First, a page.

Though the German team and its driver will have to wait until December before they receive their trophies at the FIA Awards gala, both can head into the remaining races knowing that the titles are secured.
Indeed, citing the fact that both titles have been won, Toto Wolff will not be attending this weekend’s race in Brazil, the first race he has missed since the hybrid formula was introduced in 2014.
However, recalling events earlier this year when fans were kept on tenterhooks for several hours after the Austrian Grand Prix as the stewards investigated Max Verstappen‘s late move on Charles Leclerc, a fake document posted on social media declaring that the Monegasque had won the race after the Red Bull driver was penalised, there are fears that future titles could be decided months after the end of the season, with the championship standings overturned.
From 2021, following a number of false starts over the years, F1 will finally have a budget cap. Though a surprisingly high number of exemptions have been allowed, the teams are limited to spending no more than $175m a year.
Confirming the 2021 regulations, F1 managing director, Ross Brawn warned of harsh punishment for any team that breaks the budget rules, the Briton admitting that in a worst case scenario a team could find itself excluded from the championship.
For a lesser misdemeanour in terms of overspending, teams face “deduction of Constructors’ Championship points awarded for the Championship that took place within the Reporting Period of the breach”, and with championship points deciding the order in which teams finish in the Constructors’ Championship, which, in turn, decides the prize money, this could have a significant impact.
As the Independent reports, there are two reporting periods. The first is for the first four months of the year, while the second is for the full calendar year.
Should a team be found to have overspent during the full calendar year, because the reporting period ends on 31 December and the teams have a further three months to send evidence of their spending to the FIA, it may not be discovered until well into the following year.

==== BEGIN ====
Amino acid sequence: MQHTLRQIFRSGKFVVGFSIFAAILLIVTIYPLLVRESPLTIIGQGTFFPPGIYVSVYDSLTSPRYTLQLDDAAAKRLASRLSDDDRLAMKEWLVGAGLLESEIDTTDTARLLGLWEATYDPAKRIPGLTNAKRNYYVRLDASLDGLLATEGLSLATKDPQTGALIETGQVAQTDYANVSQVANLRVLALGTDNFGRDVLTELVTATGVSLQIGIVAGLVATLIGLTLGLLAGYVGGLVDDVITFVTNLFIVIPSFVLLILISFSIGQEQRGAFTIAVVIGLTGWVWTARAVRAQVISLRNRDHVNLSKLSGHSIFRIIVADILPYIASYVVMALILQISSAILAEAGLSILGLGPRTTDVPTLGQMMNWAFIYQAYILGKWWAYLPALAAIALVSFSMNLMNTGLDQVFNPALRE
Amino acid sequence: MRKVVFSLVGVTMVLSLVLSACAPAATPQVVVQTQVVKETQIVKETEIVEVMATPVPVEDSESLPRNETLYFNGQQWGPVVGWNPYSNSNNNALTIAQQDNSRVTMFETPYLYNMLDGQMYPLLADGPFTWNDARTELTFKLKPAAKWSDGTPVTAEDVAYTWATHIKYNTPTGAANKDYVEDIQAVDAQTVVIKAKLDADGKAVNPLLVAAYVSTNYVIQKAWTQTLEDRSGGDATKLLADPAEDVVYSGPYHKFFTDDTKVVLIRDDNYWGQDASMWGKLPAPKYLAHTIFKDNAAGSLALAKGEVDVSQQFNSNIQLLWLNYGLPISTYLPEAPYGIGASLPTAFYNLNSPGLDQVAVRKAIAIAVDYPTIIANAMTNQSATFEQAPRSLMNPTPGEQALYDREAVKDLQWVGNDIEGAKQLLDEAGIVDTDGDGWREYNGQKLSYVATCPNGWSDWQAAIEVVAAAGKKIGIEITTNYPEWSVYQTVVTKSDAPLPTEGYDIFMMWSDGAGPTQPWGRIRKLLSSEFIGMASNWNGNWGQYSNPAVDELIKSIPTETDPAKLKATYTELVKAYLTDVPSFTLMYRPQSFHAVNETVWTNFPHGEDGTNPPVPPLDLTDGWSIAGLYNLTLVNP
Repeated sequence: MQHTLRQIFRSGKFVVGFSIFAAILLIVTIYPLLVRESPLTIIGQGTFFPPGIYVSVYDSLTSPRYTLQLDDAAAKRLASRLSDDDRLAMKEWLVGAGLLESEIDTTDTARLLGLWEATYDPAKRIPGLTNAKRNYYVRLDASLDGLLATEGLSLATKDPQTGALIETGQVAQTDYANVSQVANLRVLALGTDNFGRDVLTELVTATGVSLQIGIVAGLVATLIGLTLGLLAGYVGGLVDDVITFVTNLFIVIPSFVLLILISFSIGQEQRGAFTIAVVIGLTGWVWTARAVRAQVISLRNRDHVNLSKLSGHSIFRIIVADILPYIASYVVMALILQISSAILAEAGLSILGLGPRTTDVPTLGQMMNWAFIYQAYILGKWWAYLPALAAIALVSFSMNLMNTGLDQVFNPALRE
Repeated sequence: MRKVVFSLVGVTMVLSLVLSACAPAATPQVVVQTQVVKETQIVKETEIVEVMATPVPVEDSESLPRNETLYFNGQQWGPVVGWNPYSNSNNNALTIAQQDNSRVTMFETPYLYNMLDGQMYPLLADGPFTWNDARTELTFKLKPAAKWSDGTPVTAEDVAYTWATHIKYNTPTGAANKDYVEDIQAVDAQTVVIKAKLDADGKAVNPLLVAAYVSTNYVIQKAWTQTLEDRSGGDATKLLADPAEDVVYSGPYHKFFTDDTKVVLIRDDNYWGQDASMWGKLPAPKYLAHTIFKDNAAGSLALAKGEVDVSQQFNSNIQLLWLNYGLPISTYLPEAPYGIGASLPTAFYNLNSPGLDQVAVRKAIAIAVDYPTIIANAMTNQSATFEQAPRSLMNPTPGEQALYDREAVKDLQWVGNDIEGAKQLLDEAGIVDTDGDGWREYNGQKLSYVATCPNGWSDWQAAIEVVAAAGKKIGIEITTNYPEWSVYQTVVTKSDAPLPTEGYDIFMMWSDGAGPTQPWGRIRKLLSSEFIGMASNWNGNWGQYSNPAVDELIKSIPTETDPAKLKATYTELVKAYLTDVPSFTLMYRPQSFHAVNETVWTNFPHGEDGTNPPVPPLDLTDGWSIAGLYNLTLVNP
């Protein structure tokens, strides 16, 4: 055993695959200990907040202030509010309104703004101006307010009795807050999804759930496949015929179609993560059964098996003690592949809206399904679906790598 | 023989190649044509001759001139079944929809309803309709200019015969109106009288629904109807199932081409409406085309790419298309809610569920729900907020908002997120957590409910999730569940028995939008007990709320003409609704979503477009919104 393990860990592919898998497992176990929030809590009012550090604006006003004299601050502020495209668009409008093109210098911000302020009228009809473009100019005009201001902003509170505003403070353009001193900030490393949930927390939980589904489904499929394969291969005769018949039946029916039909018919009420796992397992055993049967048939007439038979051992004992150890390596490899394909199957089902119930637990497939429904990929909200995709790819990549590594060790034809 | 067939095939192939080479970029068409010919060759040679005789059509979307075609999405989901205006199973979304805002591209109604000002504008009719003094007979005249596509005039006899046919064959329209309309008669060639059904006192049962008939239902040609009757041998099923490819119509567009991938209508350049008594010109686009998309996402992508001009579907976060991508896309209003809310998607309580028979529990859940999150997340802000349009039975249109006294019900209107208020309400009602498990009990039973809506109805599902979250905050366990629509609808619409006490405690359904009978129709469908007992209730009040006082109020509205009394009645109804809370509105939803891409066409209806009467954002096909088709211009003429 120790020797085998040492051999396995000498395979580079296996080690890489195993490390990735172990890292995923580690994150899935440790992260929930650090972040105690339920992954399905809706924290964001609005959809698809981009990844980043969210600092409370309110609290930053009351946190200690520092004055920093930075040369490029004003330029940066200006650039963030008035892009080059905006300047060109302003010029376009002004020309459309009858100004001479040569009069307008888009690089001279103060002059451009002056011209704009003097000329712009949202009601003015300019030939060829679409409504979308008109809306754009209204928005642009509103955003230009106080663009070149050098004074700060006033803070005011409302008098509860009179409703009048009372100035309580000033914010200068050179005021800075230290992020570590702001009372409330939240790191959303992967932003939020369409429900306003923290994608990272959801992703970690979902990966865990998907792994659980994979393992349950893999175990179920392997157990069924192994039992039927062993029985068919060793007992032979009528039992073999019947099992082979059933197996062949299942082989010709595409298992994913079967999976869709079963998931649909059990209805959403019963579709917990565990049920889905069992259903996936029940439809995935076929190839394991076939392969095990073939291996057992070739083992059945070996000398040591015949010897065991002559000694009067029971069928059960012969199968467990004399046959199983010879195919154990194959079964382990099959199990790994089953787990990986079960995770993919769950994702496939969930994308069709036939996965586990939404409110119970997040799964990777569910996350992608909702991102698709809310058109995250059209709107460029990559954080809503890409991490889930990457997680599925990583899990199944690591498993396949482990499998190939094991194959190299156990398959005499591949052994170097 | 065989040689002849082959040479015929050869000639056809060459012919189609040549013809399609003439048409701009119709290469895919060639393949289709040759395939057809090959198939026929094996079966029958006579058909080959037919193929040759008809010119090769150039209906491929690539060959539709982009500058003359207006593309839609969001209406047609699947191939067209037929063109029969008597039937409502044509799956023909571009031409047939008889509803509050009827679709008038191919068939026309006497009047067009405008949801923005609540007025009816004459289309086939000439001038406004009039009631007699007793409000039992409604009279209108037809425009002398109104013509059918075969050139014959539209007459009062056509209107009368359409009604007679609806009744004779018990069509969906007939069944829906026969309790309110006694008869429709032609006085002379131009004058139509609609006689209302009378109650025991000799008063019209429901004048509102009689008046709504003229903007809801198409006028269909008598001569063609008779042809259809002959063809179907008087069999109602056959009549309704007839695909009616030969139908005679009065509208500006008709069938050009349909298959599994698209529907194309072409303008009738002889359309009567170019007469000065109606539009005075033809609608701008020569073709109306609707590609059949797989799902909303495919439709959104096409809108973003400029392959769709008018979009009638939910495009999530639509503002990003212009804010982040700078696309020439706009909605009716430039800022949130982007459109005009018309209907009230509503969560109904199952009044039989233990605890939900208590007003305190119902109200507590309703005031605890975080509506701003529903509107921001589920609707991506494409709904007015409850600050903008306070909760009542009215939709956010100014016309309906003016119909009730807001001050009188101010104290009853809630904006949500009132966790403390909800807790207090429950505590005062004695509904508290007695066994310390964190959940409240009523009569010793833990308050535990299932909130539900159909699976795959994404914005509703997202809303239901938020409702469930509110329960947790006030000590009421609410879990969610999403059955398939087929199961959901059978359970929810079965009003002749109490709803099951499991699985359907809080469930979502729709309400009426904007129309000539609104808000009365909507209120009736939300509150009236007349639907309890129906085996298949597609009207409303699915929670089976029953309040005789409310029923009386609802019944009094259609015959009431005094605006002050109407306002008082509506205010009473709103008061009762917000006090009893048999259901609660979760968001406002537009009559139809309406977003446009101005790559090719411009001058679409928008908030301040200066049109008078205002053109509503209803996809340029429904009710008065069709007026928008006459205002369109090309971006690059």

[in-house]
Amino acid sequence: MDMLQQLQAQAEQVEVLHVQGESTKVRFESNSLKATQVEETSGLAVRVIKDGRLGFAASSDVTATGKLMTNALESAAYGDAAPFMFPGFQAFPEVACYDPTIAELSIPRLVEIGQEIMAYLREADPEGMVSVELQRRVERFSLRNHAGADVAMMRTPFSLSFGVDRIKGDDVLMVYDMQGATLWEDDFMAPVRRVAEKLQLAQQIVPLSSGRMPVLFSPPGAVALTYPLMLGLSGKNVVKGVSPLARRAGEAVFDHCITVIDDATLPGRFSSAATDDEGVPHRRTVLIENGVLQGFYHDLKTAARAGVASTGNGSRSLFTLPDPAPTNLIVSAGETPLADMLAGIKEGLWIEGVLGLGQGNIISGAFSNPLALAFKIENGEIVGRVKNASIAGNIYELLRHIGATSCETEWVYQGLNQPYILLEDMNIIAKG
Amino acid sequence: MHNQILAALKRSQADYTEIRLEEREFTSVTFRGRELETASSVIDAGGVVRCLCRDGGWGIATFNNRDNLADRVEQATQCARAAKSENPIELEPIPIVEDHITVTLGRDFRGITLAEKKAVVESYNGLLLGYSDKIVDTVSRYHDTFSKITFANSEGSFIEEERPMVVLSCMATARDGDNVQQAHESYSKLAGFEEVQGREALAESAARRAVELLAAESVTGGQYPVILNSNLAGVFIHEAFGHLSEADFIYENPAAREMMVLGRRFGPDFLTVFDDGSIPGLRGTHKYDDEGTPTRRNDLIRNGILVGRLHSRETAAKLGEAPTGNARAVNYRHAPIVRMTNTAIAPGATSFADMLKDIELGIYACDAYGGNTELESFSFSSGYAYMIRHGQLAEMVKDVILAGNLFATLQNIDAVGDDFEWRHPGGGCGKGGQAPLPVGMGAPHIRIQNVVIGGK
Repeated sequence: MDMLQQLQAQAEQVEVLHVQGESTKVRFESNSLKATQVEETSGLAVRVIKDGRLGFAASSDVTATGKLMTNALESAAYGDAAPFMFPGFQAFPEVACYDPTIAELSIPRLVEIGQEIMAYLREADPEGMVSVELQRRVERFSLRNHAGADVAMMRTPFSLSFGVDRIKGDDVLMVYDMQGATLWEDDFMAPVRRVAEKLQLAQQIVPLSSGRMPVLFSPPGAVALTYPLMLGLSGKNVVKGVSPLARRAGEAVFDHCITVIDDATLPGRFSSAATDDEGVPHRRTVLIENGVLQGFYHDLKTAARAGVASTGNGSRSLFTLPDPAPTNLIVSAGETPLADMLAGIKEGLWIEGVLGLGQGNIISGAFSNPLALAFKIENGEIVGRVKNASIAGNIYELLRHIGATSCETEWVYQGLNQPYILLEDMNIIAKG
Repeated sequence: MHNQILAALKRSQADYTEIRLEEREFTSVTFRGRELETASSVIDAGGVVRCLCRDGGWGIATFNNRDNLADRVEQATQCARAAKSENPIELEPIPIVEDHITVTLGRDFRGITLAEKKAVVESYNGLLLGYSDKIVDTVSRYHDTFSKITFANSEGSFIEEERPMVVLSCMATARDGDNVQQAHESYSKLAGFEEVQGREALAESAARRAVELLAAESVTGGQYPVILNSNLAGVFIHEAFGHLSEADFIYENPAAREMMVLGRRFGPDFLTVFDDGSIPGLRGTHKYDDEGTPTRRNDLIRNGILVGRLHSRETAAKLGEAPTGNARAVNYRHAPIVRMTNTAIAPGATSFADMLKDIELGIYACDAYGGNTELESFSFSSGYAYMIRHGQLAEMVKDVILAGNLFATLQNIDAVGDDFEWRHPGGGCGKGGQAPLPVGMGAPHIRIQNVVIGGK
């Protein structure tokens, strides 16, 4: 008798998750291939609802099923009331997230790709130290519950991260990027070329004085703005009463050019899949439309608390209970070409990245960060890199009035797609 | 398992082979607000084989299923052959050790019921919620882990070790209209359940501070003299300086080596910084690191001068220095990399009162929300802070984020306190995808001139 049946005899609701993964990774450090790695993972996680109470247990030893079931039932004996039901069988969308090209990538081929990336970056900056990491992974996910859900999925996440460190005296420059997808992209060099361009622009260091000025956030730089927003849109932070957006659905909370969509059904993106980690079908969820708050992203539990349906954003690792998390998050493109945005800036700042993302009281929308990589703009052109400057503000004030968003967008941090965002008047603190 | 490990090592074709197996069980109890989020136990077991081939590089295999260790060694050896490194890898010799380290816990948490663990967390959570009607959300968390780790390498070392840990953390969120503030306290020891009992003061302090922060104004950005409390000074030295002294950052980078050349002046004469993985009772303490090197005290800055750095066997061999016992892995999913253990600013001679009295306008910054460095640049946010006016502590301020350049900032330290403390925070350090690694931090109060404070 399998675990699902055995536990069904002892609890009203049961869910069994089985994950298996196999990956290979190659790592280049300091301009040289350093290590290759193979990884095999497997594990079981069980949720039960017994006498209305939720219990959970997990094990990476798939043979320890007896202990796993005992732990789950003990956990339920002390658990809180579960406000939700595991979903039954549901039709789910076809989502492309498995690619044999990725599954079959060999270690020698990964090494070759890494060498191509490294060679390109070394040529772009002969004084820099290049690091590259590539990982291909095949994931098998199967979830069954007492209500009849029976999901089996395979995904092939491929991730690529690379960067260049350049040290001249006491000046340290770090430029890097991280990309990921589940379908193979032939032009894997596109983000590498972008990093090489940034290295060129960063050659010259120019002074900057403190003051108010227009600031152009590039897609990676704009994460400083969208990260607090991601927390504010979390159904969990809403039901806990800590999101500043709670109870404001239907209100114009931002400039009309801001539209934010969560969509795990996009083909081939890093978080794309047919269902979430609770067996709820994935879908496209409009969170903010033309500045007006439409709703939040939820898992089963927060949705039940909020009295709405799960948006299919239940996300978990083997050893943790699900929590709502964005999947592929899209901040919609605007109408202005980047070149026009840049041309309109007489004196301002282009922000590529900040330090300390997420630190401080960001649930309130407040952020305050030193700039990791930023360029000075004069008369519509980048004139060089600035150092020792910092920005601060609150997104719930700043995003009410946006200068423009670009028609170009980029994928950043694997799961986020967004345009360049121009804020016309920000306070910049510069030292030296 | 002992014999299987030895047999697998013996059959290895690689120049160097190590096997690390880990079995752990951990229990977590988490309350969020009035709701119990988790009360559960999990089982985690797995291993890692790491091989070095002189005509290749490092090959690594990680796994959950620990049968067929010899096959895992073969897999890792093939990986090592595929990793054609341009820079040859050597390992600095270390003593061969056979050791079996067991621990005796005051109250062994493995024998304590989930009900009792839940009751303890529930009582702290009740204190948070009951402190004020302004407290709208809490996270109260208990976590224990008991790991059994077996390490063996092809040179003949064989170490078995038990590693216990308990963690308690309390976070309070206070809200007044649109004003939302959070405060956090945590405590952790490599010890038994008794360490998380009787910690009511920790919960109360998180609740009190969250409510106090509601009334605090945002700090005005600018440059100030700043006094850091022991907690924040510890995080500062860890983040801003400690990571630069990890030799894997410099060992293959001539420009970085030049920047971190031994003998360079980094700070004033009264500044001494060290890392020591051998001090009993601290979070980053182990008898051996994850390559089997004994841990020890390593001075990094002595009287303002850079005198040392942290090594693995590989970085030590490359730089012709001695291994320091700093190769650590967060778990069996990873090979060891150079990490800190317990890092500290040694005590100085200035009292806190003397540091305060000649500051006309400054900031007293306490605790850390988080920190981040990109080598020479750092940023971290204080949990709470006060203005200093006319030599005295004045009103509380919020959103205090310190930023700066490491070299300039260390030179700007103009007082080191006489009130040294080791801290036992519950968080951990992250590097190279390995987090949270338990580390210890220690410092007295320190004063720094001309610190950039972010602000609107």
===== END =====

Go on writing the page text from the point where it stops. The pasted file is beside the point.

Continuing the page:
If the FIA believes a team has exceeded the budget, it can refer the case to an adjudication panel, and while teams can appeal any decision this would be heard by the FIA’s International Court of Appeal which would further prolong the process.
With penalties ranging from a public reprimand to the deduction of points and even exclusion from the championship, one can appreciate how this might affect the championship standings months after the season has ended and the ‘champions’ crowned.
“Points deductions would potentially have to be after the championship has finished,” says Charles Braithwaite, a sports lawyer at law firm Collyer Bristow. “But it is almost inconceivable to imagine a driver winning the championship and then some months later having points deducted that would mean he did not win the championship.”
Though other sports, including athletics and cycling have been known to make retrospective changes to championship results in the wake of participants breaking the rules, the most memorable occasions when this happened in F1 was when Michael Schumacher was excluded from the championship for his clash with Jacques Villeneuve at Jerez in 1997 and McLaren‘s exclusion from the championship in 2007 following Spygate.
And talking of Spygate, let’s not forget that it began to come to light after the situation at McLaren began to spiral out of control, with Ron Dennis informing the FIA after Fernando Alonso had threatened to spill the beans.
Just a couple of years earlier, the FIA had offered a $1m reward to anyone who could provide evidence of a team cheating the newly announced rules relating to electronic driver aids such as traction and launch control.
Interestingly, the financial rules issued in Austin revealed that, among other things, the FIA can enter teams’ offices as part of its investigation process and grant immunity to whistle-blowers.
As the teams, especially those at the top end of the grid, seek every last one-thousandth of a second over their rivals, will the battle for superiority prove to be a lightning rod for would-be whistle-blowers?
Worth noting also, and not mentioned elsewhere, is the fact that the regulations state that the $175m limit is locked in until the end of 2023 and that after that it will only change in line with inflation. So much for the downward sliding scale that was previously mentioned.
“It could be an absolute farce,” says Christian Sylt of Formula Money, “because it is more likely to affect the teams which are challenging for the title as they are the ones with the most potential to over spend. By the time that their breach is being assessed they will be racing the following season.
“In itself, that might influence the kind of penalty they get because if the team under examination is winning the following season, who would want to strip them of their title from the previous year?
“It seems to be another example of a common problem in F1,” he continues, “that it reacts to problems rather than preventing them.
“It would have been far more logical to ask the teams for a monthly budget forecast the year before and then get them to file monthly spending reports after that. If a team overspent in a certain month the FIA would not punish them as it could be due to unforeseen circumstances like higher build costs due to an unexpectedly high number of accidents.”